If you’ve been injured in an accident it helps to know about something called “Notice of Injury.” Generally, in negligence claims such as motor vehicle accidents and slip-and-fall accidents, there is a three-year statute of limitations for filing a personal injury lawsuit, although there may be some variations that can affect that timetable. For example, if a latent injury that couldn’t be detected until some time after the accident, the three-year time limit may not start to run until the “discovery date.” If you or someone you know is injured, it’s important to immediately check with an attorney to find out the appropriate statute of limitations affecting your situation.
There also may be certain notice requirements or presentment requirements prior to the expiration of three years. For example, in certain claims against some government agencies, there may be an obligation to notice and\or present to them much earlier than the three years. This earlier notice requirement and\or presentment requirement varies with each particular type of claim. There may be the need to include certain factual allegations or legal standards which have to be included in the earlier notice and\or presentment requirements. Because certain entities, governmental or not, have this added protection, it is imperative that an injured party speaks to an attorney as soon as possible to verify the applicable statute of limitation and then determine whether there is an earlier notice and\or presentment requirement.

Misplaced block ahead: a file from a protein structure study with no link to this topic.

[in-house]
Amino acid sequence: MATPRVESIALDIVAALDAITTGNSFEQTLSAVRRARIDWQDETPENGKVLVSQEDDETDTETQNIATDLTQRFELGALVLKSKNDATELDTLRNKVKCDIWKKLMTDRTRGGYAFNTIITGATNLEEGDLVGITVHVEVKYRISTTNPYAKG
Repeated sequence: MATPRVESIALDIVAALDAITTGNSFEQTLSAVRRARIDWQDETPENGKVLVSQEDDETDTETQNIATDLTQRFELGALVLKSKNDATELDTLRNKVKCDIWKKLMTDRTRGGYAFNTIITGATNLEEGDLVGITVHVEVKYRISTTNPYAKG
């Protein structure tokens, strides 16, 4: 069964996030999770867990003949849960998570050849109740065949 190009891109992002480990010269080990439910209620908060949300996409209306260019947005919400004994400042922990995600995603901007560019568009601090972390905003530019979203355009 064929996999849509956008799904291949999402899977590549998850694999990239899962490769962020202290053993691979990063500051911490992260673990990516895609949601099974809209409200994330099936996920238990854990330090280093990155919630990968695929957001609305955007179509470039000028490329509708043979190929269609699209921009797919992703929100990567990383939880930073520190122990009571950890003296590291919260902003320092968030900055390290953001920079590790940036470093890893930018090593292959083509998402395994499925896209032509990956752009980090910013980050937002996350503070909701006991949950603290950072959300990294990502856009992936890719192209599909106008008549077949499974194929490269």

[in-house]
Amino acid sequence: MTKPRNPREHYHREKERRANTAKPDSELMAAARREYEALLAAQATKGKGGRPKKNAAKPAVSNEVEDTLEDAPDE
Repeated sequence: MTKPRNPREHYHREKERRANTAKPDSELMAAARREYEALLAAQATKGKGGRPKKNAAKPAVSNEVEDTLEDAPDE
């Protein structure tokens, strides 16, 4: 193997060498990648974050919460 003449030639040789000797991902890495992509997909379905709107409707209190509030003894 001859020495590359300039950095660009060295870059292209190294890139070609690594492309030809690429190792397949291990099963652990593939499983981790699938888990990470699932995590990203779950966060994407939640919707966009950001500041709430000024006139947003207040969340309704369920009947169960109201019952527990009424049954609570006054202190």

The bottom line is that it is important for an injured individual to pay attention to this three-year notice of injury window. State laws related to it may apply whether you decide to file a lawsuit or pursue an insurance company settlement. A good attorney experienced in personal injury law can make the difference between getting a fair and timely settlement and missing your window of opportunity.